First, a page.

The Sefas Emes and Noam Elimelech teach us that the word neder, vow is related to the word dira, dwelling. What does an oath have to do with a dwelling?
Reb Chaim from Divrei Chaim cites the Shem m’Shmuel who questions the entire essence of nedarim: How is it that a person has the power through his verbal declaration to create prohibitions (in the case of nidrei bituei) and create a status of hekdesh (nidrei hekdesh)? This power goes so far that the Gemora is uncertain whether the object of a neder is subject to the laws of me’ilah for violating a neder!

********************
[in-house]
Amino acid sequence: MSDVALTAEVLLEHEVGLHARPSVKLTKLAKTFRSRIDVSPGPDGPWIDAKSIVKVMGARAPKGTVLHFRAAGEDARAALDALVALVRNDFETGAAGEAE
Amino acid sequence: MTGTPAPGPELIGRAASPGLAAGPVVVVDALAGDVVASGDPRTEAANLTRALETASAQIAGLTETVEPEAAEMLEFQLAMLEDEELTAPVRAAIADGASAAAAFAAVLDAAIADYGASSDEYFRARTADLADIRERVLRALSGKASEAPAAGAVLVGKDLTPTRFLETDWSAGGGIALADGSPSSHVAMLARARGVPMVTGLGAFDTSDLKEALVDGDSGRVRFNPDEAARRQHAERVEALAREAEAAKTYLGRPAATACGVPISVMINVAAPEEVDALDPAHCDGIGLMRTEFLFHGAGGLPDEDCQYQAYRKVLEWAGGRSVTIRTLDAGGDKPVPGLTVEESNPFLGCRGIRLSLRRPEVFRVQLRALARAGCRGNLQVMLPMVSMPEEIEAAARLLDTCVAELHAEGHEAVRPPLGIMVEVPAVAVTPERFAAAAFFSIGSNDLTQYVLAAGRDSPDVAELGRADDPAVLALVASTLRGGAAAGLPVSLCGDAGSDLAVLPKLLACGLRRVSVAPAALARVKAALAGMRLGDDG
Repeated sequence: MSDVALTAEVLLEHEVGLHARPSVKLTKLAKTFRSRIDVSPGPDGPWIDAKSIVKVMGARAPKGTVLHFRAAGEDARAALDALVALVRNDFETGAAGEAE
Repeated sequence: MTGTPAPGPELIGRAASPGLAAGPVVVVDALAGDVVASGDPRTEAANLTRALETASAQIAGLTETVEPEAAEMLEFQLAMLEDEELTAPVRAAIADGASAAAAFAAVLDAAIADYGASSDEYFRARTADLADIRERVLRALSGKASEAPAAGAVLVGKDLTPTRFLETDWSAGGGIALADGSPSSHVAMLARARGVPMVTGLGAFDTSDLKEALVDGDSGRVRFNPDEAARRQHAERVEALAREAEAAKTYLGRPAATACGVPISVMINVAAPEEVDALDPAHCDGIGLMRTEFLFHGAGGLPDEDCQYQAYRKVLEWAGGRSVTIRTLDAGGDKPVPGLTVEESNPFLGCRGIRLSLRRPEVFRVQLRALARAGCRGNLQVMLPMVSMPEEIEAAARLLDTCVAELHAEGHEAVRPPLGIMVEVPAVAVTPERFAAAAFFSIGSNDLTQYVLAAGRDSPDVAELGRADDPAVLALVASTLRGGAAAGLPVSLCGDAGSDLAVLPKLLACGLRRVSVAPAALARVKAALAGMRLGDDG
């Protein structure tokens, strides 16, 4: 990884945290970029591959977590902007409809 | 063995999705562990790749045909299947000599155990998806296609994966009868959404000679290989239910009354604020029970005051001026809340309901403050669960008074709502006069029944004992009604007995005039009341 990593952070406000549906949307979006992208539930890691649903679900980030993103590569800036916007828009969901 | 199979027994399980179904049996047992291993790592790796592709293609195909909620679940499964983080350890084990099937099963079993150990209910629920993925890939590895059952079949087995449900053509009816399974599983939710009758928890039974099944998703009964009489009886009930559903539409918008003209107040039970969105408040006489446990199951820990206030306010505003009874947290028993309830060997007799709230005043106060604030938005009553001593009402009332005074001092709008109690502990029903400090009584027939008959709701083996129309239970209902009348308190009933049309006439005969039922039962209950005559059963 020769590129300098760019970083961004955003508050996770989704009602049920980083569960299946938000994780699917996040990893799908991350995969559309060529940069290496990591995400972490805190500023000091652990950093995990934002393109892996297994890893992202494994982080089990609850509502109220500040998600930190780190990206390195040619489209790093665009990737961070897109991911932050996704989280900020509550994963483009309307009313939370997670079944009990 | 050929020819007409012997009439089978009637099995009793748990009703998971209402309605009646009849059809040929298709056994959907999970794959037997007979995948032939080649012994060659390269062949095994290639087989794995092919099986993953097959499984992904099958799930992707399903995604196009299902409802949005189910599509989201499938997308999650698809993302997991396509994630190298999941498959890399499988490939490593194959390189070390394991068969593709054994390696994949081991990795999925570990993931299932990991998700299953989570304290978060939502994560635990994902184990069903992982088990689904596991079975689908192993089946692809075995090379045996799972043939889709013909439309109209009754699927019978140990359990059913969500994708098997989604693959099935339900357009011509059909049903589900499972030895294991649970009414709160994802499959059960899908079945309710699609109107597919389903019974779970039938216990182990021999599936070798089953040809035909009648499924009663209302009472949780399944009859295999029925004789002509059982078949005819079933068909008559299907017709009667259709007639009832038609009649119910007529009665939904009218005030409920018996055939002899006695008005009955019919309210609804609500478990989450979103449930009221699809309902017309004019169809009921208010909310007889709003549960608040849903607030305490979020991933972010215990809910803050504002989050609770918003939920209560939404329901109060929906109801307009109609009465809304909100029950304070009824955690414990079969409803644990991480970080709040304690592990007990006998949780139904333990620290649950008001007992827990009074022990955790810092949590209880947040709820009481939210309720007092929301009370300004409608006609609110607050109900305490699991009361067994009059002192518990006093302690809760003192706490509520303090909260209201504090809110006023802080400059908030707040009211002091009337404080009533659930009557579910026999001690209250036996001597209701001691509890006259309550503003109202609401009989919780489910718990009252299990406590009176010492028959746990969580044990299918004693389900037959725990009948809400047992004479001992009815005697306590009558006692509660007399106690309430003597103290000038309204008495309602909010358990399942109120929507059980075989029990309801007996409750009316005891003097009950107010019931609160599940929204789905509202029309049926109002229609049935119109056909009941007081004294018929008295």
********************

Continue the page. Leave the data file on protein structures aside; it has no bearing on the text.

He suggests the following: In essence no new kedushah is being created. The concept of neder is a recognition that beyond what meets the eye, there is a level of kedushah already inherent in the reality around us - the Shechinah already dwells immanently in the world.
Sefas Emes notes that the first person in the Torah to take a neder is Yaakov Avinu. While the other Avos revealed Hashem’s presence as similar to a mountain or a field, Chazal tell us that Yaakov revealed Hashem’s presence as the bayis, a dwelling. Chazal tell us that taking a neder is like building a bamah, an altar used outside the Mikdash. Hashem metaphorically “dwells” in the Bais haMikdash – to create a sanctified space for him - outside those confines is a task fraught with challenge.